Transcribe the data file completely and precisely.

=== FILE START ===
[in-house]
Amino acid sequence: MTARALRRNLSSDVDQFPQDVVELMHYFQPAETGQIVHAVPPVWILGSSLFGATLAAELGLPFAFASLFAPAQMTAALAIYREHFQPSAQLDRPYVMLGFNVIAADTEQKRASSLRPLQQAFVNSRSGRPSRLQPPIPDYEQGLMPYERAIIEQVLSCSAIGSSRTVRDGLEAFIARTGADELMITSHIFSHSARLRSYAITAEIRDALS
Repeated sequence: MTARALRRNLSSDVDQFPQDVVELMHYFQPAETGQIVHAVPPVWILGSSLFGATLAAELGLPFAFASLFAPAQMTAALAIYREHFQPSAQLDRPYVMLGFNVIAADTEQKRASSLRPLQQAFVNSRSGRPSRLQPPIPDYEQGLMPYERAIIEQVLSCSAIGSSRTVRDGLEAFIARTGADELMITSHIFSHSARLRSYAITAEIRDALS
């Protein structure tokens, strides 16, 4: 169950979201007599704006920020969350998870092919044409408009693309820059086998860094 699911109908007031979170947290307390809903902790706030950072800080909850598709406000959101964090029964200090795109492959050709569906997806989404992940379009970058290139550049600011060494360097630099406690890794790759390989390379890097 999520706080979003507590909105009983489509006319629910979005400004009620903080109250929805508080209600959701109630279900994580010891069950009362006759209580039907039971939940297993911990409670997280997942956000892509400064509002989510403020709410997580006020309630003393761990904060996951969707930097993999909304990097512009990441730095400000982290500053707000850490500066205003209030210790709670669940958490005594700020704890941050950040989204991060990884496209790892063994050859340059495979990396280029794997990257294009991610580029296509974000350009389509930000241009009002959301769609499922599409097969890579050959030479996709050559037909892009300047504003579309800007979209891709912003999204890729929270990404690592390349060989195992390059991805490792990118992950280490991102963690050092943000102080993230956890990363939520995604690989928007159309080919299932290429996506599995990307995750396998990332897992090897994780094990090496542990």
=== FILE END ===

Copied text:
[in-house]
Amino acid sequence: MTARALRRNLSSDVDQFPQDVVELMHYFQPAETGQIVHAVPPVWILGSSLFGATLAAELGLPFAFASLFAPAQMTAALAIYREHFQPSAQLDRPYVMLGFNVIAADTEQKRASSLRPLQQAFVNSRSGRPSRLQPPIPDYEQGLMPYERAIIEQVLSCSAIGSSRTVRDGLEAFIARTGADELMITSHIFSHSARLRSYAITAEIRDALS
Repeated sequence: MTARALRRNLSSDVDQFPQDVVELMHYFQPAETGQIVHAVPPVWILGSSLFGATLAAELGLPFAFASLFAPAQMTAALAIYREHFQPSAQLDRPYVMLGFNVIAADTEQKRASSLRPLQQAFVNSRSGRPSRLQPPIPDYEQGLMPYERAIIEQVLSCSAIGSSRTVRDGLEAFIARTGADELMITSHIFSHSARLRSYAITAEIRDALS
């Protein structure tokens, strides 16, 4: 169950979201007599704006920020969350998870092919044409408009693309820059086998860094 699911109908007031979170947290307390809903902790706030950072800080909850598709406000959101964090029964200090795109492959050709569906997806989404992940379009970058290139550049600011060494360097630099406690890794790759390989390379890097 999520706080979003507590909105009983489509006319629910979005400004009620903080109250929805508080209600959701109630279900994580010891069950009362006759209580039907039971939940297993911990409670997280997942956000892509400064509002989510403020709410997580006020309630003393761990904060996951969707930097993999909304990097512009990441730095400000982290500053707000850490500066205003209030210790709670669940958490005594700020704890941050950040989204991060990884496209790892063994050859340059495979990396280029794997990257294009991610580029296509974000350009389509930000241009009002959301769609499922599409097969890579050959030479996709050559037909892009300047504003579309800007979209891709912003999204890729929270990404690592390349060989195992390059991805490792990118992950280490991102963690050092943000102080993230956890990363939520995604690989928007159309080919299932290429996506599995990307995750396998990332897992090897994780094990090496542990």